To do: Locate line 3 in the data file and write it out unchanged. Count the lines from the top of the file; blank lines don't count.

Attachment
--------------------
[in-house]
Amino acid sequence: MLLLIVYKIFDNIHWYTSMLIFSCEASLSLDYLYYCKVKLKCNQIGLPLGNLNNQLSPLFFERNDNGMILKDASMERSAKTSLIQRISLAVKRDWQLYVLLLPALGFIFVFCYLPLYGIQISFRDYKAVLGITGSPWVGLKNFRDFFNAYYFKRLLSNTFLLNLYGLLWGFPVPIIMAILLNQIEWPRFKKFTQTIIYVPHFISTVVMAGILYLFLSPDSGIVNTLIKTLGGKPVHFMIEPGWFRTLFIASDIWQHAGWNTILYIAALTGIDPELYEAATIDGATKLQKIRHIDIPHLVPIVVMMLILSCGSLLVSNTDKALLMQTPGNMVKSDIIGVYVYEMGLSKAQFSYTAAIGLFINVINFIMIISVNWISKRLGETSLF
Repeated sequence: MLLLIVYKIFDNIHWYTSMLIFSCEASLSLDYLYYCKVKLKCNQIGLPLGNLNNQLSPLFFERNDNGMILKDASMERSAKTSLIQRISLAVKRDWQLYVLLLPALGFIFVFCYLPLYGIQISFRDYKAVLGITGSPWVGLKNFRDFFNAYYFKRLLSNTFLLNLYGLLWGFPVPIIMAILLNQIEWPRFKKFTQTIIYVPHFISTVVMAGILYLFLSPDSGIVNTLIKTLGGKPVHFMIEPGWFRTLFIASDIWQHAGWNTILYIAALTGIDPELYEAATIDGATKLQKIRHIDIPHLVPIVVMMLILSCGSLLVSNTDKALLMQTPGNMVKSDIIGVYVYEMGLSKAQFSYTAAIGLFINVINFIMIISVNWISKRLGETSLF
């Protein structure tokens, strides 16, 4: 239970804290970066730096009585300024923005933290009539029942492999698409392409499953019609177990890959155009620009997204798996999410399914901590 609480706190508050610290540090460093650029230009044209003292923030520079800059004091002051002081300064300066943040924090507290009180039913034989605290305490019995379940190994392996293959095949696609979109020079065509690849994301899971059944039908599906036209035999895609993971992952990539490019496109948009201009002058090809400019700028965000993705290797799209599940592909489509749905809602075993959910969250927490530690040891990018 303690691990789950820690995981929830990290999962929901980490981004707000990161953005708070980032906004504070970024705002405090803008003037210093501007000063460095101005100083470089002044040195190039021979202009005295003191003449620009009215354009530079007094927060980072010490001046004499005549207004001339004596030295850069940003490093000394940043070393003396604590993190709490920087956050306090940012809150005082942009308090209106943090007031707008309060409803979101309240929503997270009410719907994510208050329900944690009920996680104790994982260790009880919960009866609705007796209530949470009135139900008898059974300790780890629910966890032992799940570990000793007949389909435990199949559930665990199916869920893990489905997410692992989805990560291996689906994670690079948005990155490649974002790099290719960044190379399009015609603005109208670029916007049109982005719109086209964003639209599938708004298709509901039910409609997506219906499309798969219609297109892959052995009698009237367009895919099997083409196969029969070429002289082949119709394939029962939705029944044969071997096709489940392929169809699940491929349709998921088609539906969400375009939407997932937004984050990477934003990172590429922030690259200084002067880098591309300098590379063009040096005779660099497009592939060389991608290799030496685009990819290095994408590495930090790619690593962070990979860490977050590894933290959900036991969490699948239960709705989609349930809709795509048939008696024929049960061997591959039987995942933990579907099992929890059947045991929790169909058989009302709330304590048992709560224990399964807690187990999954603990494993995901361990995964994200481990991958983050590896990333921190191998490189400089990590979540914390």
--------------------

Repeated sequence: MLLLIVYKIFDNIHWYTSMLIFSCEASLSLDYLYYCKVKLKCNQIGLPLGNLNNQLSPLFFERNDNGMILKDASMERSAKTSLIQRISLAVKRDWQLYVLLLPALGFIFVFCYLPLYGIQISFRDYKAVLGITGSPWVGLKNFRDFFNAYYFKRLLSNTFLLNLYGLLWGFPVPIIMAILLNQIEWPRFKKFTQTIIYVPHFISTVVMAGILYLFLSPDSGIVNTLIKTLGGKPVHFMIEPGWFRTLFIASDIWQHAGWNTILYIAALTGIDPELYEAATIDGATKLQKIRHIDIPHLVPIVVMMLILSCGSLLVSNTDKALLMQTPGNMVKSDIIGVYVYEMGLSKAQFSYTAAIGLFINVINFIMIISVNWISKRLGETSLF